Rio Tinto has announced plans to make nearly $7.5bn of direct investments between 2022 and 2030 to lower its Scope 1 and 2 carbon emissions by 50% by the end of this decade.

The mining major’s initial target is to achieve a reduction of 15% in emissions by 2025 from a 2018 baseline of 32.6 million tonnes of CO2 equivalent. The new target is five years earlier than the company’s previously announced goals.

Rio Tinto said that the investment will be used in direct capital expenditure to decarbonise its assets.

The focus of the miner will be on using renewable power for its iron ore production in the Pilbara region and aluminium smelters in Australia. This calls for an investment of $500m per year from 2022 to 2024.

Rio Tinto will allocate nearly $200m to cover incremental operating expenditure related to developing new capabilities, implementing energy efficiency initiatives, and in research and development (R&D).

The company said that it will prioritise growth capital in commodities essential for the net zero transition with a goal to double growth capital expenditure to nearly $3bn a year from 2023.

Rio Tinto chief executive Jakob Stausholm said: “All our commodities are vital for the energy transition and continue to benefit from ongoing urbanisation. We have a clear pathway to decarbonise our business and are actively developing technologies that will enable our customers and our customers’ customers to decarbonise.

“We are able to do this, while continuing to provide attractive returns to our shareholders in line with our policy, because we have a strong balance sheet and world-class assets that deliver strong free cash flows through the cycle.”

In Pilbara, the company will target the quick deployment of 1GW of wind and solar power. The decarbonisation efforts in the region will enable the company to offset nearly one million tonnes of CO2.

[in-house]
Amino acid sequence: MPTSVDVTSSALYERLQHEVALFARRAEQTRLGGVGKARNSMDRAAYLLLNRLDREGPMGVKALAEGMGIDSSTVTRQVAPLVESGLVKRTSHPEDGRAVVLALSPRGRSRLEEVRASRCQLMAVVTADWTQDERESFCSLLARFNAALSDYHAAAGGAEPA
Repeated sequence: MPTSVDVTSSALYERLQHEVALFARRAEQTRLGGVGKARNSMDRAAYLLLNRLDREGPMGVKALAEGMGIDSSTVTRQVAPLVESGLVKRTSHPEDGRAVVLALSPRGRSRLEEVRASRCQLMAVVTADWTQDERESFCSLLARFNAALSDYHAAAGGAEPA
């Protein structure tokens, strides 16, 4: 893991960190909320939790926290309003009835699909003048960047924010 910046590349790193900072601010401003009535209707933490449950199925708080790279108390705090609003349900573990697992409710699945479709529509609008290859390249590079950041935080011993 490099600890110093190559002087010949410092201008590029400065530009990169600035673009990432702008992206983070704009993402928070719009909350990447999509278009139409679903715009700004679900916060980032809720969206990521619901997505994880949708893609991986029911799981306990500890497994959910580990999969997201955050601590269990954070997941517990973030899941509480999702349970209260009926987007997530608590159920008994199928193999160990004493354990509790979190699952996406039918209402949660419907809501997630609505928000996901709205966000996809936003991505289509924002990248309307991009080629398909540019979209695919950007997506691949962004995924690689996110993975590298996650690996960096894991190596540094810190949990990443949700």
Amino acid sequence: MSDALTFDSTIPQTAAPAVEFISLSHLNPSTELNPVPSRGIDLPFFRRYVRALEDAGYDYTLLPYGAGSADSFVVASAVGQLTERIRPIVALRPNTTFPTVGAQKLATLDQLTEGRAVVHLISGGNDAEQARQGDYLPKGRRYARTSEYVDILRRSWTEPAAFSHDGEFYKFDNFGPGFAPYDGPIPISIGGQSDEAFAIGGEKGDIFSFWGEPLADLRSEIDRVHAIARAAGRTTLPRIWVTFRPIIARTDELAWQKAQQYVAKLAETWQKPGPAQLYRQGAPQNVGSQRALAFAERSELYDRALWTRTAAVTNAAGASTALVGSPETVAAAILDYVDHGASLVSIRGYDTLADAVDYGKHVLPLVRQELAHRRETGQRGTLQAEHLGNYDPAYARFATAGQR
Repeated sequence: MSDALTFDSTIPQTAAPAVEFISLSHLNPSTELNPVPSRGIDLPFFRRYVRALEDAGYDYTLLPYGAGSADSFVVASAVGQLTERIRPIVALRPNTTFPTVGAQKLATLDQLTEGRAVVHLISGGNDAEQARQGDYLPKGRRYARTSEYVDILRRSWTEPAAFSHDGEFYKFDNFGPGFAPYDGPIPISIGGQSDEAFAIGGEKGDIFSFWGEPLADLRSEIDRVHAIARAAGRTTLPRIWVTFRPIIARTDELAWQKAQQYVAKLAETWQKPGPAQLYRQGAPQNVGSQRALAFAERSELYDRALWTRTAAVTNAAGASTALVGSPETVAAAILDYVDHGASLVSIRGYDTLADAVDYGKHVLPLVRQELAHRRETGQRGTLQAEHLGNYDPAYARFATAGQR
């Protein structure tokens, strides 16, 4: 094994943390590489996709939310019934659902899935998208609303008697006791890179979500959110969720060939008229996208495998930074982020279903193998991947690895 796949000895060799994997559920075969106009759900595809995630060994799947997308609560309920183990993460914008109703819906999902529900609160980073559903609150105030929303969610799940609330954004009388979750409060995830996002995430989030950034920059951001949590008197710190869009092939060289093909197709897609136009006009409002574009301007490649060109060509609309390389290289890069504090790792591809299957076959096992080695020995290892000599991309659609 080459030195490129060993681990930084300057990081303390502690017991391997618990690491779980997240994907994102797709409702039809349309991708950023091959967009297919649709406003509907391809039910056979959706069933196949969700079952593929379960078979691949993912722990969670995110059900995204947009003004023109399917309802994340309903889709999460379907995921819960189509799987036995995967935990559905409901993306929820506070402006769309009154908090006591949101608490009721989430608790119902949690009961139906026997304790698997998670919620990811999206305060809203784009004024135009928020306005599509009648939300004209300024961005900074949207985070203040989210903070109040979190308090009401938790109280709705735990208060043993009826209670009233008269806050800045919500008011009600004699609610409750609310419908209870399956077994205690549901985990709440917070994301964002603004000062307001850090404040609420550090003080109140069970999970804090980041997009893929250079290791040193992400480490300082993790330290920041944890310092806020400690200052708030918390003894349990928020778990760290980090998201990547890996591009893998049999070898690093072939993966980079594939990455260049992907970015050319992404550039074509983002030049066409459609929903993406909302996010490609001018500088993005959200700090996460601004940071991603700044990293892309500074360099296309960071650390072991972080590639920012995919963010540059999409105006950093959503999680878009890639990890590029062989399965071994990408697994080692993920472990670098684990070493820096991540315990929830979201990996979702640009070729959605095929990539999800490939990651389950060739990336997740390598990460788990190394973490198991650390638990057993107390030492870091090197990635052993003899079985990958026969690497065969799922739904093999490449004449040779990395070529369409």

The miner said that 100% electrification of its trucks, mobile equipment, and rail operations in the Pilbara region would need an additional gigawatt-scale renewable deployment as well as advances in fleet technologies.

Rio Tinto is also investigating the use of biomass and hydrogen to provide a greener steelmaking pathway for its Pilbara iron ore.

The company said that it is planning to power its Boyne Island and Tomago smelters in Australia with renewable energy. This would call for an estimated 5GW or so capacity of solar and wind power on an equity basis in addition to a strong firming solution, said the company.

Besides, the mining firm is developing the ELYSIS technology to remove carbon emissions from the smelting process. Commercial scaling of the technology is said to be on track for 2024.

Recently, the mining major signed a memorandum of understanding (MoU) with South Korea-based POSCO for jointly developing low-carbon steel technologies.